Overview

Welcome to the fifth guide in the reef-pi series.

In this guide, we'll use reef-pi to automate a reef aquarium lighting. This guide assumes you have read through the first guide in this series, if not please go through it here.

Lighting is one of the most critical aspects of reef keeping. Corals feed on light. Although corals are animals (thus they cannot do photosynthesis), they have zooxanthellae (a type of algae) in their tissue that forms a symbiotic relationship with them. The algae provide nutrition to the host coral via photosynthesis, while the corals provide the entire habitat for the algae. Tropical corals can survive solely on photosynthesis, though they can also do filter feeding from the water column.

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Acan coral in a reef aquarium - Photo courtesy Vincent Le Goff

Light controllers in reef keeping are used to mimic natural reef environment. We'll be using reef-pi to automate the dawn to dusk daylight cycle.  Light controllers are also used during the introduction of new corals in the aquarium. Corals are very sensitive to changes in general, and when new coral is introduced in reef aquariums, it is helpful to set up proper light acclimation where light intensity is slowly ramped up to target levels, to reduce the new coral's stress and increase the chance of survival and reduce accidental bleaching.

Sometimes, moonlight or UV lights are used to simulate the lunar cycle. Coral spawning (sexual reproduction of corals by releasing spores) is closely linked with the lunar cycle. Corals contain fluorescent pigments which glow under UV lights. Often times, reef keepers will use UV lights for their viewing pleasure, outside the daylight cycle time.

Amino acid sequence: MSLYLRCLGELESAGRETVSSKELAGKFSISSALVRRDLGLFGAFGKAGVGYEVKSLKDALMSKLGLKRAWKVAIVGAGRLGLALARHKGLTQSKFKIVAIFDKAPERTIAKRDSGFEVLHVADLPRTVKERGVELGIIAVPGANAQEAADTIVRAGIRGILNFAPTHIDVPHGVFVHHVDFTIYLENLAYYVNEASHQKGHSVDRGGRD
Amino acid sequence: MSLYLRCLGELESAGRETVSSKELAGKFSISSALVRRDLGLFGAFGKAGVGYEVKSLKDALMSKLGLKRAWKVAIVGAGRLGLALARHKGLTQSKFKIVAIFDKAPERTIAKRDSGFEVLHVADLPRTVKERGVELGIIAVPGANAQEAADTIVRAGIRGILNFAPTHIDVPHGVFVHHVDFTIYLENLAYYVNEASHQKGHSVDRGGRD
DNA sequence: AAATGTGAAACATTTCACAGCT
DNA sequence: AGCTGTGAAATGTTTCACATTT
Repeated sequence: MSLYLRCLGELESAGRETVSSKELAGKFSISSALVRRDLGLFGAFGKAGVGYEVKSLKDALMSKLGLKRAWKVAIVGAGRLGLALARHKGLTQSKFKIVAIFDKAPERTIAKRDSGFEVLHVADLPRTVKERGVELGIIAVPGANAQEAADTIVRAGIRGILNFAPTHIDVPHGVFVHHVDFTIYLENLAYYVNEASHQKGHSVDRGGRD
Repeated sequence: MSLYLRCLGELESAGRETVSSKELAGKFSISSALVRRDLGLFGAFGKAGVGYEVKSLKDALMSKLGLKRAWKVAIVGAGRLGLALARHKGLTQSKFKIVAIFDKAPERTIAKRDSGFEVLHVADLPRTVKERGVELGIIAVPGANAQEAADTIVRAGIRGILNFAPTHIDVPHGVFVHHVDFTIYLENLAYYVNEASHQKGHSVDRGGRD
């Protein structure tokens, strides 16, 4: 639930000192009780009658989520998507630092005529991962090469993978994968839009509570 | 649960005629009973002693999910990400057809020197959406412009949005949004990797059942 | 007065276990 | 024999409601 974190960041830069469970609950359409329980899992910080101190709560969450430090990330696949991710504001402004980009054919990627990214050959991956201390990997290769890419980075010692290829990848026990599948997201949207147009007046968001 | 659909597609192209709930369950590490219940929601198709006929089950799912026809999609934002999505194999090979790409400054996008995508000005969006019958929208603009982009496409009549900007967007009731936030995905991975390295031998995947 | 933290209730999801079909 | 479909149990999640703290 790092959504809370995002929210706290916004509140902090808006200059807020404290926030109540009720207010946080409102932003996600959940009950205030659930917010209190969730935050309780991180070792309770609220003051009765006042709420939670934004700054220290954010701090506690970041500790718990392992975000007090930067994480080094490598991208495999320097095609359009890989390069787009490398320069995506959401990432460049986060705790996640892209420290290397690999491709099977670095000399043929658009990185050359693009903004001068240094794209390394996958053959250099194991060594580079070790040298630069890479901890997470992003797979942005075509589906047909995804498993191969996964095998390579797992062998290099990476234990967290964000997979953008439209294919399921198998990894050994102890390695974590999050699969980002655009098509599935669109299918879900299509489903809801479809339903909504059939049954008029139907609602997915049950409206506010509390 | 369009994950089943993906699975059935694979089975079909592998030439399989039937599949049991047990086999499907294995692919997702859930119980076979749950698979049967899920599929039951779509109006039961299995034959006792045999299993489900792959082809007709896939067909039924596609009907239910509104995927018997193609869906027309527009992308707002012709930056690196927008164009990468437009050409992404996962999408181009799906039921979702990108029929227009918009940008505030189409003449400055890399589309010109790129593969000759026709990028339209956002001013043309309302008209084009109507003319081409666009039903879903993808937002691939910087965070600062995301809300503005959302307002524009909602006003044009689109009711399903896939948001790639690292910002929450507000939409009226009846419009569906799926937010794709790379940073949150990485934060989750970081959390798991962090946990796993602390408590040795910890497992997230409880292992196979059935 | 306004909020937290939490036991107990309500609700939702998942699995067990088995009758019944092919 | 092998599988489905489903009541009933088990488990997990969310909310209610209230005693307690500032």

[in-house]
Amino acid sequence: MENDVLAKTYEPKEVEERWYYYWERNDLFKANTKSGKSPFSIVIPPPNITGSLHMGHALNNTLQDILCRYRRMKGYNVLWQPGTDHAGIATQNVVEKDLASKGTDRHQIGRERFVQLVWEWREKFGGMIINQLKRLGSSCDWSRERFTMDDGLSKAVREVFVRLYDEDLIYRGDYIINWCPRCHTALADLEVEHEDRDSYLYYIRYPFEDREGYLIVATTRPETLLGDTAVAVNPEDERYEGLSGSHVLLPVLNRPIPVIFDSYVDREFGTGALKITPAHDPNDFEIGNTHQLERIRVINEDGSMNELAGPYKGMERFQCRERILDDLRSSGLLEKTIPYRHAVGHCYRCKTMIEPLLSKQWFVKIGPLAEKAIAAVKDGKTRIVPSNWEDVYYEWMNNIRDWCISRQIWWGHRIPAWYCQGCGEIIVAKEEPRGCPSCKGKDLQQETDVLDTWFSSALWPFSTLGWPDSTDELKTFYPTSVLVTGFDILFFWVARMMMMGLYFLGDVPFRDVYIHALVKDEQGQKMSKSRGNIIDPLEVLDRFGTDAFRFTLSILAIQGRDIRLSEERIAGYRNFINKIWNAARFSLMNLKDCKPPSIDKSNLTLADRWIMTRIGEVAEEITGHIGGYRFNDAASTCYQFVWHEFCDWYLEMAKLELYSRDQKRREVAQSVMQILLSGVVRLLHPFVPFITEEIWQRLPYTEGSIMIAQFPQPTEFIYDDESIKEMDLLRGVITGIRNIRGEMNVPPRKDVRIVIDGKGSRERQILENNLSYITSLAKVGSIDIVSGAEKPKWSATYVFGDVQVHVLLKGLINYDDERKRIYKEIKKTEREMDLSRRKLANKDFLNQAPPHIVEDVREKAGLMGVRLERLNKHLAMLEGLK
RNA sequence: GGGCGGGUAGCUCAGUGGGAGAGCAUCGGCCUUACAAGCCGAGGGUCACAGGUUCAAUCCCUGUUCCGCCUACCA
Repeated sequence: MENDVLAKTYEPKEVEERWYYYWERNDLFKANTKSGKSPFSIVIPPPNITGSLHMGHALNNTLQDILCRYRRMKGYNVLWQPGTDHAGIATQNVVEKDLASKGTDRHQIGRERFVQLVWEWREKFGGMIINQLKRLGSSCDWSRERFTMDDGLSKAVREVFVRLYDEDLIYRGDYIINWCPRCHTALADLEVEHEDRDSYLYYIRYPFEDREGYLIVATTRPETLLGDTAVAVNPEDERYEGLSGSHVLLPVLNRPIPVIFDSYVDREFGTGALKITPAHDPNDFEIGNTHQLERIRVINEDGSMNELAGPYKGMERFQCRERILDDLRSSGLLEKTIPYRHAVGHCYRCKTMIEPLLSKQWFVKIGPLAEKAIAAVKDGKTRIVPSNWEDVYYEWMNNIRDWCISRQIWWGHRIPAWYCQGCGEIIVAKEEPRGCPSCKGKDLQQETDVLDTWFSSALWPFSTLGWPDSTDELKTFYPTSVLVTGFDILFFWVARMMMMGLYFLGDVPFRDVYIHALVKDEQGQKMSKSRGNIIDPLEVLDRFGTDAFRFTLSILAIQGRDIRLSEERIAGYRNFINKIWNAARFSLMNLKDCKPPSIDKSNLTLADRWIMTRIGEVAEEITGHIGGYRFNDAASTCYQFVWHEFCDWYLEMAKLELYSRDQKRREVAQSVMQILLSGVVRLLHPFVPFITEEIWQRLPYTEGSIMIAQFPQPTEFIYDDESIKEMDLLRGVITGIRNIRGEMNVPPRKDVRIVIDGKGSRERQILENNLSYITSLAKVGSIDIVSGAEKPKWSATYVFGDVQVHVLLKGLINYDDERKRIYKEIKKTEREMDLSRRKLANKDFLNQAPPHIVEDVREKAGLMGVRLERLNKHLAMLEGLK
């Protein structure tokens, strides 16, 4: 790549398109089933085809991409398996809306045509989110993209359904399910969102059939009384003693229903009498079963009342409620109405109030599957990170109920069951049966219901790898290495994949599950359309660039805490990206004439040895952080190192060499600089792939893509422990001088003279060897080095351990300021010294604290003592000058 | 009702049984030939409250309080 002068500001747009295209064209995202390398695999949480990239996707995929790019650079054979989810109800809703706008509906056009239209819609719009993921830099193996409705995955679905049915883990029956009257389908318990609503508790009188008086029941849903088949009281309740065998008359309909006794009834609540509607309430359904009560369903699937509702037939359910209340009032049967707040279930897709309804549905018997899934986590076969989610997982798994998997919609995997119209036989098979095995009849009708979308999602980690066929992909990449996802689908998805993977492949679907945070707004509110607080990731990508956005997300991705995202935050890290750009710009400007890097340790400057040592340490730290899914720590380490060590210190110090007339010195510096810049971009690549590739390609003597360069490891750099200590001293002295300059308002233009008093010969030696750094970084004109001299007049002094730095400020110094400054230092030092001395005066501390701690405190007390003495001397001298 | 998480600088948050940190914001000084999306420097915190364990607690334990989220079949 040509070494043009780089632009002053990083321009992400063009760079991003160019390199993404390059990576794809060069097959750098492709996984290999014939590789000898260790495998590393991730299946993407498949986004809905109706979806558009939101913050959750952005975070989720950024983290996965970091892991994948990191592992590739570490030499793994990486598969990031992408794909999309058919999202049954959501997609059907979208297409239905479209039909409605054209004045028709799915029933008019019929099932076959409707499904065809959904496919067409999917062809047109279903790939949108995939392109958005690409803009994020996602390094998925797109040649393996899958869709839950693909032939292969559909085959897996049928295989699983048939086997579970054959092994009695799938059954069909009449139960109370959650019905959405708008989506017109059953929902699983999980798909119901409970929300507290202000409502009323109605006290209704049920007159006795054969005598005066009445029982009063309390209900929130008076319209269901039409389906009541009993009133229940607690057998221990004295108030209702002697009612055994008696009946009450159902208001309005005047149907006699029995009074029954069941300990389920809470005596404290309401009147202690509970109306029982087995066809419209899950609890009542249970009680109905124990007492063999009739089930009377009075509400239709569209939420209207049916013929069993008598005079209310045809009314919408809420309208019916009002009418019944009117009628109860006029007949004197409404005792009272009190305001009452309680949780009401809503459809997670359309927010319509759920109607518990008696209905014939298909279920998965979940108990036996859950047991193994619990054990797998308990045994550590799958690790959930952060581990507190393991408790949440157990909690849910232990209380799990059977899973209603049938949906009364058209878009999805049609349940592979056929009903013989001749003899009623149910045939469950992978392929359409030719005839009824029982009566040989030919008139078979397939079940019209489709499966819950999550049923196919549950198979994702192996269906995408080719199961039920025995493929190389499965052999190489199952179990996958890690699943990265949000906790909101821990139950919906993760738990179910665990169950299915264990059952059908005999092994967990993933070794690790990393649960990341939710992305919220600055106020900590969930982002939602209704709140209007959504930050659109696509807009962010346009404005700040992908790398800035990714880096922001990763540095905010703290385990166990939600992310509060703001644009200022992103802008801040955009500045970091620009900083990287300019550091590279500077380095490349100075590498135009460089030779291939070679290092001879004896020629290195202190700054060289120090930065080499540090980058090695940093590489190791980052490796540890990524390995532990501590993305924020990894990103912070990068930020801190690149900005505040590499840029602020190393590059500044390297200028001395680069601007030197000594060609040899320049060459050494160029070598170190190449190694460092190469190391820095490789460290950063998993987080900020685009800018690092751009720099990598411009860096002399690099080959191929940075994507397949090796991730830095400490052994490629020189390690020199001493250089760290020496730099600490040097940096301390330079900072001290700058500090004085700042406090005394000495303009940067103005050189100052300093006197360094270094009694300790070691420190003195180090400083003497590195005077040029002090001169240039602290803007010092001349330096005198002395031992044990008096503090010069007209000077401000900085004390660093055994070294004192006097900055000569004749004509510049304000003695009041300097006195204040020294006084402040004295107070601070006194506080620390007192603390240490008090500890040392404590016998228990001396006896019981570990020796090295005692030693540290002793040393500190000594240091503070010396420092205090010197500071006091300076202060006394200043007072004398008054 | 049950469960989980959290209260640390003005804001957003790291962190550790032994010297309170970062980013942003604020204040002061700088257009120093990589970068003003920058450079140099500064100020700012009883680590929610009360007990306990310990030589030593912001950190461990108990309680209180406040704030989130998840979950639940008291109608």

In the reef aquarium, lighting requires a light source of a specific wavelength (around 460 nm) and intensity (50-200 PAR). Typically reef aquariums require 3-5 watts of light per gallon. There are a number of popular LED lights available for reef aquariums. It is also possible to build a light from scratch using appropriately chosen diodes (generally Cree or Luxeon). In this guide, we'll build a controller for one of the popular LED lights, Kessil, as the main light and an actinic LED strip for moonlight. Although the example circuits are for these specific lights, they should be fairly useful for a host of other commercially available light controls.

Due to the various requirements of light controls and diverse nature of LED lights, reef-pi's light control features are extensive compared to other reef-pi modules. To explore reef-pi light control features, we'll build a dedicated light controller as part of this guide. This controller will automate three Kessil lights (A80, A160, A360) as the main light source for the reef aquariums and a single moonlight strip from TrueLumen, which is mostly used for viewing pleasure, during night time when the main light (kessil) is off. This build is very much customized for my tanks, as shown below, but the technique should be fairly applicable to most other reef tank setups.